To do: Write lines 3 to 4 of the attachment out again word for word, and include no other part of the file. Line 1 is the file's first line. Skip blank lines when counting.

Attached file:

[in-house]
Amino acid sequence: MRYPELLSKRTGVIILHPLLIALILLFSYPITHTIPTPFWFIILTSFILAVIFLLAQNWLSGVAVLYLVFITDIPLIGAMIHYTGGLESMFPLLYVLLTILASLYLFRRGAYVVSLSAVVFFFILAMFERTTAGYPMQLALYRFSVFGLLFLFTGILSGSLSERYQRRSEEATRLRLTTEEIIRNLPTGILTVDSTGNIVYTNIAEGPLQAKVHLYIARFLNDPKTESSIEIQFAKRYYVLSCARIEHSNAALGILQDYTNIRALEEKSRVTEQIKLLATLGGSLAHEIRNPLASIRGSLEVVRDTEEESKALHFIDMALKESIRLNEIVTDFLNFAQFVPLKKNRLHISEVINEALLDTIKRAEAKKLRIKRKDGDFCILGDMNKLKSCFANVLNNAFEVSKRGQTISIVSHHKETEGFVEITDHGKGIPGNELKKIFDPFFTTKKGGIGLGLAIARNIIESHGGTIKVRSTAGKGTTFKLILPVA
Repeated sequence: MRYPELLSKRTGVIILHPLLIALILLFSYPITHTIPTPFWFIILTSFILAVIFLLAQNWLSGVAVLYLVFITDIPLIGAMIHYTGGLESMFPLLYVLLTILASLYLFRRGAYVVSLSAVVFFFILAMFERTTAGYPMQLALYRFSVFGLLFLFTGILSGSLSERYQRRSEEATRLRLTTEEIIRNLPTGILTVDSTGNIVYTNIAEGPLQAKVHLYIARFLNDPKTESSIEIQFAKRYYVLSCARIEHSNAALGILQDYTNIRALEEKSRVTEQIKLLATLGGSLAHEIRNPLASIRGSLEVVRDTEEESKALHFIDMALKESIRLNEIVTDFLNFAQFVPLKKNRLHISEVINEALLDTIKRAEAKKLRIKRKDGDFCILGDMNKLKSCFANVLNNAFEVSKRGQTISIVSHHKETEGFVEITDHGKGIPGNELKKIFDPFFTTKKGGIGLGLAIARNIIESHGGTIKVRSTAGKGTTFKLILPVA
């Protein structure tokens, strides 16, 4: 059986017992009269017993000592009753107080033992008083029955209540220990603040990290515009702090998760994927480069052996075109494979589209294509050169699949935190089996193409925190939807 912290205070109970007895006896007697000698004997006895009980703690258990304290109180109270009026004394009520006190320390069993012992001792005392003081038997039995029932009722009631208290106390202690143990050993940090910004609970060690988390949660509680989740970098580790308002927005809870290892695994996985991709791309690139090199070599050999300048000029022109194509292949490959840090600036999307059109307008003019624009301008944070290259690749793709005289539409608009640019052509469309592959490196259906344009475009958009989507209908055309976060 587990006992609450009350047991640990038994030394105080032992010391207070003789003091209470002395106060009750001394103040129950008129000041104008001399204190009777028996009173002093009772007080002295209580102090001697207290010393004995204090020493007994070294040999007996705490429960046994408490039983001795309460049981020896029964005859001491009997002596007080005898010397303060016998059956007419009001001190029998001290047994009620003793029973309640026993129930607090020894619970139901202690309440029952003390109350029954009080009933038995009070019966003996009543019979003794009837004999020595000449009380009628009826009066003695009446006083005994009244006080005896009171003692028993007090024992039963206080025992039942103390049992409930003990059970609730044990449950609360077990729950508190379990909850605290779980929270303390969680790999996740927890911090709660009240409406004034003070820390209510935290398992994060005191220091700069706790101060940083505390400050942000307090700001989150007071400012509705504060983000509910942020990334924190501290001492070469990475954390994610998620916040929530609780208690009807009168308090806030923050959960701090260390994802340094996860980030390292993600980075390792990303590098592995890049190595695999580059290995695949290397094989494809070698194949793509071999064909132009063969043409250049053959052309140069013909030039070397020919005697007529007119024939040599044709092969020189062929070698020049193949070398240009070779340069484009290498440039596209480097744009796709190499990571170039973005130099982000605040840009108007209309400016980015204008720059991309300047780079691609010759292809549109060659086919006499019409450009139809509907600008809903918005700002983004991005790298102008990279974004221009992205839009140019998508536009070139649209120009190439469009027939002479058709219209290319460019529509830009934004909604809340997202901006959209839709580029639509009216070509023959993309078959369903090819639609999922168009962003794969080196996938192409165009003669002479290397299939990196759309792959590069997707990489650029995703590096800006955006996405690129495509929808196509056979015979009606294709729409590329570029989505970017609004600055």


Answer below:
Repeated sequence: MRYPELLSKRTGVIILHPLLIALILLFSYPITHTIPTPFWFIILTSFILAVIFLLAQNWLSGVAVLYLVFITDIPLIGAMIHYTGGLESMFPLLYVLLTILASLYLFRRGAYVVSLSAVVFFFILAMFERTTAGYPMQLALYRFSVFGLLFLFTGILSGSLSERYQRRSEEATRLRLTTEEIIRNLPTGILTVDSTGNIVYTNIAEGPLQAKVHLYIARFLNDPKTESSIEIQFAKRYYVLSCARIEHSNAALGILQDYTNIRALEEKSRVTEQIKLLATLGGSLAHEIRNPLASIRGSLEVVRDTEEESKALHFIDMALKESIRLNEIVTDFLNFAQFVPLKKNRLHISEVINEALLDTIKRAEAKKLRIKRKDGDFCILGDMNKLKSCFANVLNNAFEVSKRGQTISIVSHHKETEGFVEITDHGKGIPGNELKKIFDPFFTTKKGGIGLGLAIARNIIESHGGTIKVRSTAGKGTTFKLILPVA
């Protein structure tokens, strides 16, 4: 059986017992009269017993000592009753107080033992008083029955209540220990603040990290515009702090998760994927480069052996075109494979589209294509050169699949935190089996193409925190939807 912290205070109970007895006896007697000698004997006895009980703690258990304290109180109270009026004394009520006190320390069993012992001792005392003081038997039995029932009722009631208290106390202690143990050993940090910004609970060690988390949660509680989740970098580790308002927005809870290892695994996985991709791309690139090199070599050999300048000029022109194509292949490959840090600036999307059109307008003019624009301008944070290259690749793709005289539409608009640019052509469309592959490196259906344009475009958009989507209908055309976060 587990006992609450009350047991640990038994030394105080032992010391207070003789003091209470002395106060009750001394103040129950008129000041104008001399204190009777028996009173002093009772007080002295209580102090001697207290010393004995204090020493007994070294040999007996705490429960046994408490039983001795309460049981020896029964005859001491009997002596007080005898010397303060016998059956007419009001001190029998001290047994009620003793029973309640026993129930607090020894619970139901202690309440029952003390109350029954009080009933038995009070019966003996009543019979003794009837004999020595000449009380009628009826009066003695009446006083005994009244006080005896009171003692028993007090024992039963206080025992039942103390049992409930003990059970609730044990449950609360077990729950508190379990909850605290779980929270303390969680790999996740927890911090709660009240409406004034003070820390209510935290398992994060005191220091700069706790101060940083505390400050942000307090700001989150007071400012509705504060983000509910942020990334924190501290001492070469990475954390994610998620916040929530609780208690009807009168308090806030923050959960701090260390994802340094996860980030390292993600980075390792990303590098592995890049190595695999580059290995695949290397094989494809070698194949793509071999064909132009063969043409250049053959052309140069013909030039070397020919005697007529007119024939040599044709092969020189062929070698020049193949070398240009070779340069484009290498440039596209480097744009796709190499990571170039973005130099982000605040840009108007209309400016980015204008720059991309300047780079691609010759292809549109060659086919006499019409450009139809509907600008809903918005700002983004991005790298102008990279974004221009992205839009140019998508536009070139649209120009190439469009027939002479058709219209290319460019529509830009934004909604809340997202901006959209839709580029639509009216070509023959993309078959369903090819639609999922168009962003794969080196996938192409165009003669002479290397299939990196759309792959590069997707990489650029995703590096800006955006996405690129495509929808196509056979015979009606294709729409590329570029989505970017609004600055």